In the lead up to November’s Victorian State Election, frustrated councils in Melbourne’s outer east are calling on all political parties to commit to mandating the inclusion of social or affordable housing in new developments.
Six councils have formed the Eastern Affordable Housing Alliance, campaigning for a commitment to provide more than 11,000 homes to cover the shortfall in the eastern metropolitan region.
Launch Housing chief executive Bevan Warner said political parties needed to ensure that councils could make decisions regarding affordable homes.
“Local government should be able to include conditions to promote the broader public interest and that must include affordable and social housing. I think both sides of government need to clarify whether legislation is needed or not,” Mr Warner said.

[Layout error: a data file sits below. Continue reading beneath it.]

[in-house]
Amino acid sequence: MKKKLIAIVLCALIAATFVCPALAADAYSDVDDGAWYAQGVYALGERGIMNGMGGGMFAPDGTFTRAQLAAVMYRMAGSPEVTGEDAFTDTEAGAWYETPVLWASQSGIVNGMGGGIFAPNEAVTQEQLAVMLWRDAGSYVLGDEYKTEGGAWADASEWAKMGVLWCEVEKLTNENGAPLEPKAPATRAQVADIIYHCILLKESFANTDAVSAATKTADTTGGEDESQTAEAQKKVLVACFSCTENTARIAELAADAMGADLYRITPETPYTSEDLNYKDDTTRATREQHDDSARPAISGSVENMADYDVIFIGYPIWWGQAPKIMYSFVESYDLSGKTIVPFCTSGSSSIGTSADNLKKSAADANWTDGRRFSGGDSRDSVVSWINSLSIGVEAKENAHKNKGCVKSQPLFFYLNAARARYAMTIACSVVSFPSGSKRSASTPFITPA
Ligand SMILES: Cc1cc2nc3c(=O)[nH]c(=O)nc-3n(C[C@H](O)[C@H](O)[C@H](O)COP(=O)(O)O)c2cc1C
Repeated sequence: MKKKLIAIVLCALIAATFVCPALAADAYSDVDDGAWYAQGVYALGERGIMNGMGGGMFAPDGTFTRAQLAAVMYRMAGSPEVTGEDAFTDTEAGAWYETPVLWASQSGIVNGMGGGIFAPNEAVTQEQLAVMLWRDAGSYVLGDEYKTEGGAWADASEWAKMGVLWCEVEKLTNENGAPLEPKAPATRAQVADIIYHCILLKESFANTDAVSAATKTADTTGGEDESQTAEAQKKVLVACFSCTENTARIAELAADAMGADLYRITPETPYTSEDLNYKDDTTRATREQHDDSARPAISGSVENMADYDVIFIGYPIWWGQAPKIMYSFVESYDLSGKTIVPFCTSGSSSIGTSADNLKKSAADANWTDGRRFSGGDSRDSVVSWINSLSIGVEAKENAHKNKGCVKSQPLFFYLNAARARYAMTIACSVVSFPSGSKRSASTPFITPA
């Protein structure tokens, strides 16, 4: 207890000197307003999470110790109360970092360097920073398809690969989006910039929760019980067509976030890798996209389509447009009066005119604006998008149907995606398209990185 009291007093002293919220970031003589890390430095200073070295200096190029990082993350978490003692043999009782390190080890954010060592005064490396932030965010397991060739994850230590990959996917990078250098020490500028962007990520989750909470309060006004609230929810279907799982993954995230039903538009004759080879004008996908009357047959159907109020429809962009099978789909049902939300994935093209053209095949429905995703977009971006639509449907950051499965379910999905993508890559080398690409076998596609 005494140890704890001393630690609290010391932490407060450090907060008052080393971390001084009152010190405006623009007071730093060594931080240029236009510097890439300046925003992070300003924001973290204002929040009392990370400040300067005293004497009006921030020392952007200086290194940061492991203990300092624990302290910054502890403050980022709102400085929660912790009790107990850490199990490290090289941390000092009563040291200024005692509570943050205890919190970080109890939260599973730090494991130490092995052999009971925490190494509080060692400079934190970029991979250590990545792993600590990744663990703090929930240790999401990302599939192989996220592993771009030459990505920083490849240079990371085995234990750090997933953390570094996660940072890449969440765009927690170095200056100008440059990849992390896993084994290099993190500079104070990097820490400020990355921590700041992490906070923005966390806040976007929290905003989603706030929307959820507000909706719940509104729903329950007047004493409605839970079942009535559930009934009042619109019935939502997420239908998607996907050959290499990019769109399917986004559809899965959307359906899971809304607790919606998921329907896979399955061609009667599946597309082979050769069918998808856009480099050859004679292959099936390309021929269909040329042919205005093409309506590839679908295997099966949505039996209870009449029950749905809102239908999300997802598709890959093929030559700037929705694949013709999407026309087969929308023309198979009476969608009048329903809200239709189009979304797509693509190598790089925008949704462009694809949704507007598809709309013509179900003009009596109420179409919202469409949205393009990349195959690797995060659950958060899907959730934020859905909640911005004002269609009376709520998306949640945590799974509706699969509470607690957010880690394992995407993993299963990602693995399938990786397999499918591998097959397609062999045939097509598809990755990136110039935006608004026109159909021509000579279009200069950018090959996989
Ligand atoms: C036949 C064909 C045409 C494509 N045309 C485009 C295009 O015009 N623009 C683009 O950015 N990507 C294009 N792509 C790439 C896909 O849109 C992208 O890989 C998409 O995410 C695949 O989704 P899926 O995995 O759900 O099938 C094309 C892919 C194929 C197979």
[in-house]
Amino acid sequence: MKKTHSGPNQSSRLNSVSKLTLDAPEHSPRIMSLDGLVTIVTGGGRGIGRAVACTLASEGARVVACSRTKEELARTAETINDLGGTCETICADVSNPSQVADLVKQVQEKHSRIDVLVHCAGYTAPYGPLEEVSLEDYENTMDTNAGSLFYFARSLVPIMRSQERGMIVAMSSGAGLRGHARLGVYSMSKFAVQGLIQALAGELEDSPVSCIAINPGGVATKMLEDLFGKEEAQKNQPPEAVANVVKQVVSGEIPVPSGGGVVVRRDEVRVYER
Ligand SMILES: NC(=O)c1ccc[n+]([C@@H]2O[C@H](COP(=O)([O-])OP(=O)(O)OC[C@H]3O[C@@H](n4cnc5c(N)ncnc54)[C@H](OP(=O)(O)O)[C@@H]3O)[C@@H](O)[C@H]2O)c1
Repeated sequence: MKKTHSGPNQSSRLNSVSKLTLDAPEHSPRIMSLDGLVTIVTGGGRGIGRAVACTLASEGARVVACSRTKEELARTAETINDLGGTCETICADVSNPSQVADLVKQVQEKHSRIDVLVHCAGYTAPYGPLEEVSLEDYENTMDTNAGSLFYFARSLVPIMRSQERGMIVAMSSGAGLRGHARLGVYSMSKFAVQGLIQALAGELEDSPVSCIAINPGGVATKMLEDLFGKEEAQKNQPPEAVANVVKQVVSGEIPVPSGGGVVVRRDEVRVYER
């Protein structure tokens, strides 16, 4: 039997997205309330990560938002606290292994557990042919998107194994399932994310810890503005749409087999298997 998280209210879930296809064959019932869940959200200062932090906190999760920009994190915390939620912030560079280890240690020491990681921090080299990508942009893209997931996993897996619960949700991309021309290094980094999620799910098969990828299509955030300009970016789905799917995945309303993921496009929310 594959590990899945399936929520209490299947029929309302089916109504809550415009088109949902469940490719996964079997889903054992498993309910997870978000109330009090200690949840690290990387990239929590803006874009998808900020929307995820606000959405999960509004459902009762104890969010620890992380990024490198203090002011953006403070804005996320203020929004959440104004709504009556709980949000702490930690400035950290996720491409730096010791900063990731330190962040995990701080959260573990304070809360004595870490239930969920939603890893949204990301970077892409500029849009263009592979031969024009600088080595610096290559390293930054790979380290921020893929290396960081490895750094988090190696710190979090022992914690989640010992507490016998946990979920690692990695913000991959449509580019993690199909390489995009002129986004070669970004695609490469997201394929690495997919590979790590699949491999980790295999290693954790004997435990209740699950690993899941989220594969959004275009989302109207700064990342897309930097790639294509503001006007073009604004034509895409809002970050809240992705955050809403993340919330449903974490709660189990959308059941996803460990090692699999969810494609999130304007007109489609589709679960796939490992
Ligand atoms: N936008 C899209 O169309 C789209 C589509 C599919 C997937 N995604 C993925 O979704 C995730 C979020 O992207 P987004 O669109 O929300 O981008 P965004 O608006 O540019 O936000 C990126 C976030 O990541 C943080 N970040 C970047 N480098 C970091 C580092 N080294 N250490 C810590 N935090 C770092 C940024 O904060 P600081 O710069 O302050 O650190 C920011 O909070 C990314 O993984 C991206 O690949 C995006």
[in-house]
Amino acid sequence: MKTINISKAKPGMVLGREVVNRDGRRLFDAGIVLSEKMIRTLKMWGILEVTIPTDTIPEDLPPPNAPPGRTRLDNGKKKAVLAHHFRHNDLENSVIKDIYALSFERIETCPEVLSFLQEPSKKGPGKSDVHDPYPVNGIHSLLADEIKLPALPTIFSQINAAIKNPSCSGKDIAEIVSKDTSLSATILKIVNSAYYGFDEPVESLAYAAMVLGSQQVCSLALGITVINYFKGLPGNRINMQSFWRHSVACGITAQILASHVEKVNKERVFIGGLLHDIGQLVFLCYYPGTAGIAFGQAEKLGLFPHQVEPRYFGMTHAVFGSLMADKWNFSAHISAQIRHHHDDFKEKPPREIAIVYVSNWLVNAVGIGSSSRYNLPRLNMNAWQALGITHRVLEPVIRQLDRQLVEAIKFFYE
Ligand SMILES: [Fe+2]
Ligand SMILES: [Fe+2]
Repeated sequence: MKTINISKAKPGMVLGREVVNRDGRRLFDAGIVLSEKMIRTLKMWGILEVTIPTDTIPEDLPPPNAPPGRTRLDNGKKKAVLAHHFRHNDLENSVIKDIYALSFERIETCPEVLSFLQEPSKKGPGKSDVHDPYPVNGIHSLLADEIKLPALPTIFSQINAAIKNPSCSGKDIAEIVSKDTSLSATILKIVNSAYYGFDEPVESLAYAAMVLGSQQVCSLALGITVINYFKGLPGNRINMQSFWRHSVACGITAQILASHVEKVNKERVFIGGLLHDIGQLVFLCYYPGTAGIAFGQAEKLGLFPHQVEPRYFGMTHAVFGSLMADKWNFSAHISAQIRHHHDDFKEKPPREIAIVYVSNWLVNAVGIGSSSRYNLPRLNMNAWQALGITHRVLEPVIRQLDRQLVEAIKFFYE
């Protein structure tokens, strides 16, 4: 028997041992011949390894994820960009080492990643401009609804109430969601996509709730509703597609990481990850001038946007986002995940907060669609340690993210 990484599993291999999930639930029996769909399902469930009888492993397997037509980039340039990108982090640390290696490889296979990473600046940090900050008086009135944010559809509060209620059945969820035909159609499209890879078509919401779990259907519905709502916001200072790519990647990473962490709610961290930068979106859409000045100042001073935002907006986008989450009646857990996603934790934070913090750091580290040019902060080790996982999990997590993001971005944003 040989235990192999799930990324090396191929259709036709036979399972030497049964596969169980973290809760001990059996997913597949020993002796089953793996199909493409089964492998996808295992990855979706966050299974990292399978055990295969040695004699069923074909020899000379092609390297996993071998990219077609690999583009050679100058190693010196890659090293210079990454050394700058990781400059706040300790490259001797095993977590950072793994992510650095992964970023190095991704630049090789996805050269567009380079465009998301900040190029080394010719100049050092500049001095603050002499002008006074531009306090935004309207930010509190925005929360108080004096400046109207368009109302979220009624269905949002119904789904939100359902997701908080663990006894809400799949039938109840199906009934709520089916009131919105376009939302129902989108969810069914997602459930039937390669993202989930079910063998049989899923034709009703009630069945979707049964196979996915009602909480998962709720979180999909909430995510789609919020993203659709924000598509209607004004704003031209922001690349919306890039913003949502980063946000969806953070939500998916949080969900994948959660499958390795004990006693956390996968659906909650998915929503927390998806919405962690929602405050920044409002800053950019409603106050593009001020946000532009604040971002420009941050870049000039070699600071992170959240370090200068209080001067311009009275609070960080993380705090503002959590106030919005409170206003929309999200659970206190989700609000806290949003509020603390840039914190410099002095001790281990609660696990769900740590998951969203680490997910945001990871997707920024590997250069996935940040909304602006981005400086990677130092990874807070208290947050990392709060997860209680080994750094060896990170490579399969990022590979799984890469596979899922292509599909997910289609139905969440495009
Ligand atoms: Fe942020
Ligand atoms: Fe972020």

The Victorian Greens Samantha Ratnam says the Greens would legislate to ensure every new large housing complex had a minimum of 30 per cent affordable homes.
‘The effectiveness of this idea has already been proven. Cities such as New York, London and San Francisco have undergone housing stress similar to what Melbourne is experiencing, and the use of genuine inclusionary zoning helped ensure that more people had a safe place to live,’ Dr Ratnam says.
The Victorian Government and opposition have not made a commitment.